Fall 2014 | ENG 230 | Introduction to Film | Professor Joshua Yumibe
Monday 11:30-2:20, Wednesday 11:30-1:20, Friday 50 min. (variable)
This course introduces core concepts of film analysis, which are discussed through examples from different national cinemas, genres, and directorial œuvres. The coursework covers a wide range of styles and historical periods in order to assess the multitude of possible film techniques (camera techniques, editing, shot selection, etc.) and principles of narrative structuring. Along with questions of film technique and style, we consider the notion of the cinema as an institution that comprises an industrial system of production, social and aesthetic norms and codes, and particular modes of reception. Success in the course demands rigorous attention to both the films and the readings and requires students to watch, analyze, and write about film in new ways. Throughout the semester, students will learn different methods of viewing, analysis, exposition, and criticism and will have the opportunity to write extensively about the films seen in class. Films discussed include works by Brakhage, Burnett, Deren, Griffith, Eisenstein, Hitchcock, Sembene, Sternberg, and Welles. Note: this course will count as FLM 230 in the new Film Studies BA.
Fall 2014 | ENG 233 | Documentary Technologies | Professor Swarnavel E. Pillai
This course offers an exploration of the documentary film as a category on its own, with an implicit opposition between nonfiction and fiction films. Starting with the early silent films (actualities) we will study the opposition between “fiction” and “document.” Through the different theories of the documentary form, and by studying various forms of the documentary film, we will explore how a filmmaker mediates between the viewer and the subject as he tries to represent or reconstruct reality. We will analyze the different styles of the documentary films and their content to discuss the fundamental issues concerning the documentary form: What is the “voice” of documentary? Is it possible to film an event objectively? How does persuasion inflect a documentary? How does a documentary persuade its viewers? What is the role of narration in documentaries?
This course has an equally significant production component to it, and it will introduce the students to the basics of production like shooting with a camcorder or a DSLR still/video camera. The semester will be divided equally between learning history, theory, and production, and the students are encouraged to shoot with easily accessible technology like the cell phone or the DSLR cameras and edit their footage with the basic editing software installed in their computer or in our editing lab. The focus will be on informed narration and creativity.
Fall 2014 | ENG 330 | Classical Film and Media Theory | Professor Ellen McCallum
Tuesday 3-5:50, Thursday 3-4:50
This course examines the rich tradition of classical film theory from the inception of cinema in the late nineteenth century to the 1960s. Over this period, two foundational questions often poised to the medium pertained to its nature and function: what is cinema, and relatedly what does it do? What makes something cinematic, and how might this relate to—and be distinguished from—the work of the other arts? Further, in what ways does cinema affect the spectator—sensually, psychologically, ideologically, and politically? In exploring these questions throughout the semester, we will also devote special attention to the emergence of related issues that continue to be of major importance today, such as the film/language analogy, notions of realism, varying approaches to montage, the modernism/mass culture debate, and the relationship between film history and film style. We will concentrate on the theoretical writings of Hugo Münsterberg, Rudolf Arnheim, Jean Epstein, Sergei Eisenstein, Siegfried Kracauer, Bela Balázs, André Bazin, as well as the theories of Walter Benjamin, Germaine Dulac, Maya Deren, Theodor Adorno, and others. A range of films, both historical and contemporary, will be used to test and challenge these various approaches.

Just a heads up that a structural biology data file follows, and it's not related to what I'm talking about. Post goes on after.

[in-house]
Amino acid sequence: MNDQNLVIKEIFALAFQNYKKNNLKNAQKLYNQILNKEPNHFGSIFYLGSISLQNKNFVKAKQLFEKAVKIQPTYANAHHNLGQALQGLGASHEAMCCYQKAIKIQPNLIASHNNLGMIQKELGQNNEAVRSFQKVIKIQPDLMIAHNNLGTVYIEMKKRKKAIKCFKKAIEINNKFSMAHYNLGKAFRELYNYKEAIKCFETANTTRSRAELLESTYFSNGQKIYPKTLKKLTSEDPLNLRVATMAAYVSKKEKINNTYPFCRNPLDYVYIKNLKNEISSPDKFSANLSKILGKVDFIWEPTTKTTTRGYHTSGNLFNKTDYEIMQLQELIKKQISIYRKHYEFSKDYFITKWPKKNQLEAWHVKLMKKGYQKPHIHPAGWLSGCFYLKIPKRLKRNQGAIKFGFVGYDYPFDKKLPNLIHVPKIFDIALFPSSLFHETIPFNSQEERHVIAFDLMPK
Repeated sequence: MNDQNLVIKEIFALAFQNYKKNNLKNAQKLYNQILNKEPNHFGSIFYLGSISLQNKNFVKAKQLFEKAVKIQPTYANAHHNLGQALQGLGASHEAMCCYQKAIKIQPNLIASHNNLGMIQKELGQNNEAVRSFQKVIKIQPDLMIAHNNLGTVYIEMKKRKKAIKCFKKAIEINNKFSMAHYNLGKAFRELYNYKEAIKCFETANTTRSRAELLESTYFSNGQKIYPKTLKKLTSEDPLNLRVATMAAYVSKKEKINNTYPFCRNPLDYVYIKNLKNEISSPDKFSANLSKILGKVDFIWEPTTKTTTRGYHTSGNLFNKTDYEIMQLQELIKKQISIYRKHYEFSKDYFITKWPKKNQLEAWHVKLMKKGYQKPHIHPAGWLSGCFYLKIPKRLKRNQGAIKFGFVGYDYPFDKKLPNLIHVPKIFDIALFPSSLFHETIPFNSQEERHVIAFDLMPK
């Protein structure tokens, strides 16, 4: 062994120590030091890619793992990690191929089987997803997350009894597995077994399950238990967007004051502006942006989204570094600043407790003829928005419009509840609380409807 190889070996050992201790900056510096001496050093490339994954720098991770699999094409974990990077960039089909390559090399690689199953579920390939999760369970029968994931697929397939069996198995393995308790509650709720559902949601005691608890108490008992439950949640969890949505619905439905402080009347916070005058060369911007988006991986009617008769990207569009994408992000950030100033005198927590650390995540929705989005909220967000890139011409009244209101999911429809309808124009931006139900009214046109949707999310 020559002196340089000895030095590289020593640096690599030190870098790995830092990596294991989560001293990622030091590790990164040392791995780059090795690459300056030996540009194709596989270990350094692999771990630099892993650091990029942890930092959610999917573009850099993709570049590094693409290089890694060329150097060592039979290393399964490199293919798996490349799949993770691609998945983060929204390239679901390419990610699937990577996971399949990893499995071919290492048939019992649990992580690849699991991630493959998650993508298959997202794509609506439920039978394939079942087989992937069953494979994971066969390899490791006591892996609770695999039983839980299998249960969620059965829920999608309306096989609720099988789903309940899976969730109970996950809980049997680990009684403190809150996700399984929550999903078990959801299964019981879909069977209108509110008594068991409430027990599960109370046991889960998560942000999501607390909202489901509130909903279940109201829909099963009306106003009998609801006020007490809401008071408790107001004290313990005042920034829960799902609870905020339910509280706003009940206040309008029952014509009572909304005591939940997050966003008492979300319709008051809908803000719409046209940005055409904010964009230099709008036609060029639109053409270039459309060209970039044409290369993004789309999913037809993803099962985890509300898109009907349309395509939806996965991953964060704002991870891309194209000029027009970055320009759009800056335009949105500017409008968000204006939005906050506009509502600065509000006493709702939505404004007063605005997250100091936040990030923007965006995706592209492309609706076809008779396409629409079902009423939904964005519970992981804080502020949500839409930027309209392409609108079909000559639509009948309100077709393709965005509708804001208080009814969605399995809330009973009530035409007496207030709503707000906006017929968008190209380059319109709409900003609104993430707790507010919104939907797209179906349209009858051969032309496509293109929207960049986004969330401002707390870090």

Note: This course will count as FLM 380 in the new Film Studies B.A.
Fall 2014 | ENG 332 | History of Film to Mid-Century | Professor Joshua Yumibe
Monday 3-5:50, Wednesday 3-4:50
This course surveys the history of cinema from the end of the nineteenth century to the middle of the twentieth century. Moving chronologically, we will track a variety of national schools and international trends of filmmaking in order to analyze the global development of film exhibition practices, the emergence of film audiences, and more broadly cinema’s role within the public sphere. We will examine the formal, industrial, and cultural changes of the medium from cinema’s emergence through the conversion to sound in the late 1920s. We will also explore the variety of national and international movements form the 1930s to the 1940s—including German and French cinemas, classical Hollywood cinema, and Japanese studio productions pre- and postwar. Through taking a broad and comparative approach to the history of cinema, we will gain critical perspective on the forces that shape the medium’s profoundly transnational character. To assist in this process, we will engage with a variety of primary and secondary textual sources in order to assess and cultivate theoretical methods for researching and writing film history. Note: this section of ENG 332 will count as FLM 300 in the new Film Studies BA.
Fall 2014 | ENG 334 | Screenwriting | Professor Bill Vincent
Screenwriting. Sounds romantic, doesn’t it? Well, it can be, but mostly it’s learning proper formatting, plot structure, characterization, good dialogue. Weekly workshops, ten to fifteen pages per week. Yes, hard work. But by December you will have a full-length script and you will know that you can do it.